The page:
Three hours and forty minutes. Around 370th of 526 entries.
WSOP 3pm Deepstack (T15,000)
I headed down to Harrah’s and caught the shuttle to the Rio to late-register for the $235 Deepstack. Entry numbers were down significantly for the Deepstacks, with everything behind the WSOP except for the Main Event. The Pavilion Room registration cage where there had been long lines for both satellites and the DS events two weeks earlier was only had two windows open to process tournament entries and three people in line for those. Still, top prize in the 3pm tournament was about $28,000.
My first table was all late-registrants, drunk or just exceptionally garrolous Brits, mostly. And play there was loose and alternating between slow and fast, with conversations about the World Cup, which part of London they were from (for the ones who hadn’t signed up together), and how much they’d drank the night before. It didn’t take long for us to break into the main body of tables, and I picked up a few chips at that point.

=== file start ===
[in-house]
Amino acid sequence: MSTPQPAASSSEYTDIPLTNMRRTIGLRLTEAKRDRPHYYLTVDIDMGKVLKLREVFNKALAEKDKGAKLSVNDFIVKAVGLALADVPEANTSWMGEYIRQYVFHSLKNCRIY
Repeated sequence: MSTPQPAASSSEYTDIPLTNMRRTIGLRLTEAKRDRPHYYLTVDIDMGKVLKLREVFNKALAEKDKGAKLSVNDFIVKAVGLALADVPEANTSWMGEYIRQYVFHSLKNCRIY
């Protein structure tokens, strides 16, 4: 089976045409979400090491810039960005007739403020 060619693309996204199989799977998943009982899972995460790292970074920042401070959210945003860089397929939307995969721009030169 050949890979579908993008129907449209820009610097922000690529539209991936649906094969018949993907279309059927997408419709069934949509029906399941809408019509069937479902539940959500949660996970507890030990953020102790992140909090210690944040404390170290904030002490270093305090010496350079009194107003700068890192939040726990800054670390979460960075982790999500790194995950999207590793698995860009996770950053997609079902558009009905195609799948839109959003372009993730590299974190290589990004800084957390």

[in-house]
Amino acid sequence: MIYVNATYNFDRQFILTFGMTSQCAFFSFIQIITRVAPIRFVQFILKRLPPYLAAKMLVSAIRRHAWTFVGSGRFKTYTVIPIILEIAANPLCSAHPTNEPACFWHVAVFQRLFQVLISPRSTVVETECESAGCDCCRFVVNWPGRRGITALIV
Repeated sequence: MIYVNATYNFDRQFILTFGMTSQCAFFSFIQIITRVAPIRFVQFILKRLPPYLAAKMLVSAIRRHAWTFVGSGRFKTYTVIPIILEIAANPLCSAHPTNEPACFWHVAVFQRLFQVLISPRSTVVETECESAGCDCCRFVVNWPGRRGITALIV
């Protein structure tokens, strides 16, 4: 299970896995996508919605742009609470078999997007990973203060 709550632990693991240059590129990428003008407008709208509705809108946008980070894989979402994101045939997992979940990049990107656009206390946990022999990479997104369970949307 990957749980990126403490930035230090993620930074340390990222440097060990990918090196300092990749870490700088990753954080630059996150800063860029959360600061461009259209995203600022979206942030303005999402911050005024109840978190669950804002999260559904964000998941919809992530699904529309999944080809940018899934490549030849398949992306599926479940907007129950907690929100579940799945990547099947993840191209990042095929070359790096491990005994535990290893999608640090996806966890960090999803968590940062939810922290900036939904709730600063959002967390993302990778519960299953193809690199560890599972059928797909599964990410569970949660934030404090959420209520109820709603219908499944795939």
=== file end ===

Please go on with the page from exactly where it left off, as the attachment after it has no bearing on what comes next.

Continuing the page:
The killer hand for me was about an hour-and-a-half after I got to the Rio. I had T18K at 200/400 and J
Two hours. 550th of 736 entries.
WSOP 6pm Deepstack (T10,000)
Since it was bang-on 6pm, I walked back over to the cage and got into the secondary WSOP daily. It didn’t last long. I was down to about T5K forty-five minutes in, raised to T300 with K
Forty-five minutes. Around 120th of 137 entries.
Orleans NLHE Bounty (T10,000)
BP had been urging me to get over to the Orleans for their bounty tournament. $100 buyin including $25 bounties. I managed to get over there from the Rio just before the break.
I cracked kings twice in this tournament. The first time, I raised to T900 UTG with Q
About three hours into the tournament, I took my first bounty with queens against jacks, then grabbed another at the final table before I became a bounty myself.
Six hours. 6th of 94 entries. 2 bounties. +254% ROI.
Caesars Palace 9am NLHE (T3,000)